4.3.1 A component of ‘live’ supervision (in vivo, video, audio) is required.
4.3.2 Supervision should facilitate students to integrate new knowledge.
4.3.3 Supervision should stimulate students to demonstrate a variety of models of clinical practice.
4.3.4 Supervision should offer a range of formats including individual, group, live, video, audio, case presentation, and discussion of issues.
4.3.5 Supervision should address issues of ethics in clinical practice.
4.4 Supervisor Credentials
4.4.1 It is the task of AAFT to determine the qualifications required by supervisors who prepare trainees for membership. (Refer to the AAFT document for the accreditation of Supervisors)
5. FACULTY REQUIREMENTS
5.1 The training program faculty should consist of:
s The director/s who may/may not be directly involved in the teaching.
s A minimum of 2 trainers plus invited lecturers/educators.
s All teaching staff should be clinical members of AAFT and practicing family therapists and practicing supervisors.
5.2 Training Director/s’ Credentials
5.2.1 Director/s of training should have higher qualifications in family therapy (masters or PhD) or equivalent training. Experience in mentoring and/or teaching is desirable.
5.2.2 The director/s of training should be familiar with a range of models of family therapy.
5.2.3 Director/s of training and staff members are bound by the AAFT Code of Ethics.
5.2.4. The following qualities apply directly to those who have the primary responsibility for a training program, in particular to the director/s of training:
s Five years of AAFT clinical membership.
s Demonstrated ability to provide supervision in the area of family work.
s Evidence of ongoing professional development in family therapy practice and give evidence of such development when required.
s Evidence of ongoing supervision of clinical practice.
5.2.5 Director/s of training should foster curiosity and exploration in students.
5.2.6 Director/s of training should not be in breach of professional ethical practice and should make sure that the same principle applies to students.
5.2.7 Director/s of training should engage in respectful interactions with students and facilitate an atmosphere of open and honest expression of thoughts and feelings relevant to the training.
5.2.8 Director/s of training should not discriminate between students on the basis of gender, class, cultural background, sexual preference, or any disability or belief that does not directly interfere with the competent and ethical fulfillment of their training role.
5.2.9 Director/s of training should make sure that all courses are evaluated by the students, and that the feedback is made known to the director/s and the appropriate lecturer/trainer.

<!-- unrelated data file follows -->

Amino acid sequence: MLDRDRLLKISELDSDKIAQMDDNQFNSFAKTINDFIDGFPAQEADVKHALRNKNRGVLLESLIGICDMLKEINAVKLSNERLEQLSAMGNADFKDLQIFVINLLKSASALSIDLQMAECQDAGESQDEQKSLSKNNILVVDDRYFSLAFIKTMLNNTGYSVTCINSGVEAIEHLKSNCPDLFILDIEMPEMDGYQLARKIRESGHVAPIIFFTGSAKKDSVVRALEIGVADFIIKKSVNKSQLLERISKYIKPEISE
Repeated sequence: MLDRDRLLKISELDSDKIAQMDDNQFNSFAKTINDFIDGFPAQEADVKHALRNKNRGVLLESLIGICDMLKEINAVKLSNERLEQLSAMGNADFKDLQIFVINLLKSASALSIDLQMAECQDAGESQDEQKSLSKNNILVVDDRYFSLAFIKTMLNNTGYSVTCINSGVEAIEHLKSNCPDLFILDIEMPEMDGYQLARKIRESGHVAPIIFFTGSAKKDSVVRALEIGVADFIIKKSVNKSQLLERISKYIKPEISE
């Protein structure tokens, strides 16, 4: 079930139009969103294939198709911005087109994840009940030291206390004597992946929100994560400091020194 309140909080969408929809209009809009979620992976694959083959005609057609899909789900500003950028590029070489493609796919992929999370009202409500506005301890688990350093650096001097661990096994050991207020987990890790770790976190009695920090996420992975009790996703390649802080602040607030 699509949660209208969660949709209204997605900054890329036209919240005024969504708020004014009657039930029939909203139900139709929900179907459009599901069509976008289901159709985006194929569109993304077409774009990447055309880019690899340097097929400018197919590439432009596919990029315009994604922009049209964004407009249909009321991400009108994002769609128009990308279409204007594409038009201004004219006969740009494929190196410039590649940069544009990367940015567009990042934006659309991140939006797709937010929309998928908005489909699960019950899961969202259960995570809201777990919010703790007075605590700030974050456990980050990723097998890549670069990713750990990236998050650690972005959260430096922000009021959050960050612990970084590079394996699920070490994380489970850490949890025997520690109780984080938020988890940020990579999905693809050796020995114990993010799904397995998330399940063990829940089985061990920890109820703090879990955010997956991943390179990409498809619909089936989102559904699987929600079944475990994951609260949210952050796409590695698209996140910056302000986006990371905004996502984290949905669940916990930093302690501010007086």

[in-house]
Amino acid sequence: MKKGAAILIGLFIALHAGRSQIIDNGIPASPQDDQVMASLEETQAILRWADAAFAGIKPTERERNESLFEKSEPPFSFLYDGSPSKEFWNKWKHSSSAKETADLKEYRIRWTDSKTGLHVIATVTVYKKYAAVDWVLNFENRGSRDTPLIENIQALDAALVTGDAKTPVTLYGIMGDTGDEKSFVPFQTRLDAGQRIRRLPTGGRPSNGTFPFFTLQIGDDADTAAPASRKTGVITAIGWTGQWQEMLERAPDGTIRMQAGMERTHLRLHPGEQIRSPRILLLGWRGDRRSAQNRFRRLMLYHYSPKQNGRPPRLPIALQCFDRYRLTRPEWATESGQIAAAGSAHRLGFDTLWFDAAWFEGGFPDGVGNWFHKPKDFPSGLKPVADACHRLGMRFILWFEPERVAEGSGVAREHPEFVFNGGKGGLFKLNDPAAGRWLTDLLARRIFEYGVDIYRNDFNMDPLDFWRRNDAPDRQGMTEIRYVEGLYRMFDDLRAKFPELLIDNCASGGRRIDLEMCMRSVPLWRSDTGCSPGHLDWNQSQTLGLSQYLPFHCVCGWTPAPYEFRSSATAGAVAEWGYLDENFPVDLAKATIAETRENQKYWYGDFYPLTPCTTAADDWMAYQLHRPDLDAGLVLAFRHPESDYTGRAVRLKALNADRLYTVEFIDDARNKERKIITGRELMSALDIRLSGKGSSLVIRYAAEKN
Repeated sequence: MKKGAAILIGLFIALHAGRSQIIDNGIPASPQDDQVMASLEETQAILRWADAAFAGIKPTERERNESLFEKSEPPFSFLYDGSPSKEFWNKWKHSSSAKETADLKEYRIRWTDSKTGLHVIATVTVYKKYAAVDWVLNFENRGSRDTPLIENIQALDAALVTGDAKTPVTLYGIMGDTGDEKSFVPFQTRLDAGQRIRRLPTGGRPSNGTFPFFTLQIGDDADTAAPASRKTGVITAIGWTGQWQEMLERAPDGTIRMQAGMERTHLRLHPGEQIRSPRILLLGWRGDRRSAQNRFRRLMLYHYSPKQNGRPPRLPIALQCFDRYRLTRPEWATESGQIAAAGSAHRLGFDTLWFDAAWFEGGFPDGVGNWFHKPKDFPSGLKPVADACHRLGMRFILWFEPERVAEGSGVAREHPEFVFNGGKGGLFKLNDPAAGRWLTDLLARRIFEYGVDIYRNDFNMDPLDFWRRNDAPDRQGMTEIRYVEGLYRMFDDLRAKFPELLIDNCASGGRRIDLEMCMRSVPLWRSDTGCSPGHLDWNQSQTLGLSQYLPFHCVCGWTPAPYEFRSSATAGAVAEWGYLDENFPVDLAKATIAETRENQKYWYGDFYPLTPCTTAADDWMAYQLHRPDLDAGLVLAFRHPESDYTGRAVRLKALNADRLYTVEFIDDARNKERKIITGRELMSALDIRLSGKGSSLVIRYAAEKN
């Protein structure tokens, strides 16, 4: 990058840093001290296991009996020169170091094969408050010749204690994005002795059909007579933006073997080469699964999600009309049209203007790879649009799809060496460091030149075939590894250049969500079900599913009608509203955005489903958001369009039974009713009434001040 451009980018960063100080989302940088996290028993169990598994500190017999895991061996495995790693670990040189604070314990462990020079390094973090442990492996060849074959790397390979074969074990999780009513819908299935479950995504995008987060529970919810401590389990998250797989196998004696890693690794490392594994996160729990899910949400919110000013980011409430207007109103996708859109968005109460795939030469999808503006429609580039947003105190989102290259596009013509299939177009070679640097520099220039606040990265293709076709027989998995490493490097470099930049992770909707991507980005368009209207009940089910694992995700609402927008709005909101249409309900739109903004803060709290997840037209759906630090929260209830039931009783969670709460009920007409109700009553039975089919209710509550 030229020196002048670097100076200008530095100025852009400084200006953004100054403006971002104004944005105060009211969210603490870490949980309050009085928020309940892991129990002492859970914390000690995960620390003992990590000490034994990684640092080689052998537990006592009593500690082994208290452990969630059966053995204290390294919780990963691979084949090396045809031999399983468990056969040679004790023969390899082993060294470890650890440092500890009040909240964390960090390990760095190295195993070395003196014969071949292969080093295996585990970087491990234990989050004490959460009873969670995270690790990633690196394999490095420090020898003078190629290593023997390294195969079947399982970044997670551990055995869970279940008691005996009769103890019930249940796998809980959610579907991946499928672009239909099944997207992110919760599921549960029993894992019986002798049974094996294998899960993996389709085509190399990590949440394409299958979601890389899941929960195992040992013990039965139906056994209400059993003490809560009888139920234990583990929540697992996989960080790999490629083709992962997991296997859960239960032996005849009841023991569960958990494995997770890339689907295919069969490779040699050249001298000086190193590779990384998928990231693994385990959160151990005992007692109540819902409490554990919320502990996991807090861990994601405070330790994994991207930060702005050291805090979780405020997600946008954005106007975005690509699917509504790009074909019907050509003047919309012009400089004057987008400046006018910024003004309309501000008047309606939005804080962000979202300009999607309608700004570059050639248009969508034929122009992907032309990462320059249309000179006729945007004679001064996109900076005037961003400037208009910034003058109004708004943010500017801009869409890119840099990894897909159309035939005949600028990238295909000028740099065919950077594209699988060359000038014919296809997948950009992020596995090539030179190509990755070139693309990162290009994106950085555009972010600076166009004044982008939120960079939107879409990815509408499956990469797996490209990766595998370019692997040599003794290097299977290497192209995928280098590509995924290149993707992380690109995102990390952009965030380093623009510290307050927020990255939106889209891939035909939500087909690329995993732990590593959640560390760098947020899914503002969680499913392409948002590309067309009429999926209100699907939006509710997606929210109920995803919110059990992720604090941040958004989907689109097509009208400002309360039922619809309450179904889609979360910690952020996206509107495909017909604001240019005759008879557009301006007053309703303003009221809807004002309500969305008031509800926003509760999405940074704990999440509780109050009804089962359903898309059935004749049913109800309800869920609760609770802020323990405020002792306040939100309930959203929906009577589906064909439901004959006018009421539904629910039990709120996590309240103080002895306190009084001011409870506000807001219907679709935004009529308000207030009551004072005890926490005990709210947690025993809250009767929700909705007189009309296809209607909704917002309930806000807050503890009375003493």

5.3.1 The training program should demonstrate that it has resources of appropriate quality and sufficiency to achieve its objectives.
5.3.2 Trainers other than the director of training who have primary responsibility for substantial aspects of training delivery, and are designated as trainer rather than tutor or visitor etc., should meet the same criteria, with allowably fewer years of experience than director/s.
5.3.3 The training faculty should:
s Number at least two (2) individuals who have relevant degrees appropriate to family therapy education.
s Have relevant preparation and experience in teaching family therapy
s Identify with the profession of family therapy and have full clinical membership of AAFT
6. ORGANISATION AND ADMINISTRATION
6.1 Program descriptions and requirements are published and disseminated to all prospective students.
6.2 A clear procedure for responding to enquiries of prospective students identified and carried out.
6.3 Prior to or at the beginning of the first term of enrolment in the training the following should occur for all new students:
s A new student orientation is conducted
s A student handbook is disseminated that includes the institutions and/or the training program’s:
The syllabus should include all of the following:
s Content areas.
s Required texts and or readings.
s Method of instruction, including a clear description of how content is delivered (e.g. lecture, seminar, supervised practical application, live supervision and family of origin exploration).
s Student performance evaluation criteria and procedures
– appeal policy
– student retention policy explaining procedures for possible student remediation and or dismissal from the training
– information about family therapy associations and involvements and activities potentially appropriate to students in training
7. GRIEVANCE PROCESS
(Refer AAFT Code of Ethics)
7.1 The training program should have clearly articulated grievance processes in place and made available to all students.
7.2 The course administrators and staff should develop a mechanism by which student feedback is received – evaluation forms, and SRC or other forum where the student voice is heard.
8.1 Auditing Process
8.1.1 The training programs are audited every five years for reaccreditation.
8.1.2 The auditors will ensure that all guidelines upon which the training program were accredited are achieved.
8.1.3 The auditors will ensure that curricula is current.
8.2 Guidelines for Auditors
8.2.1 The auditors panel shall consist of AAFT members.
8.2.2 Auditors will be members of the accreditation panel.
8.2.3 The Chair/Convenor of TAD Committee will notify the training program of the auditing process.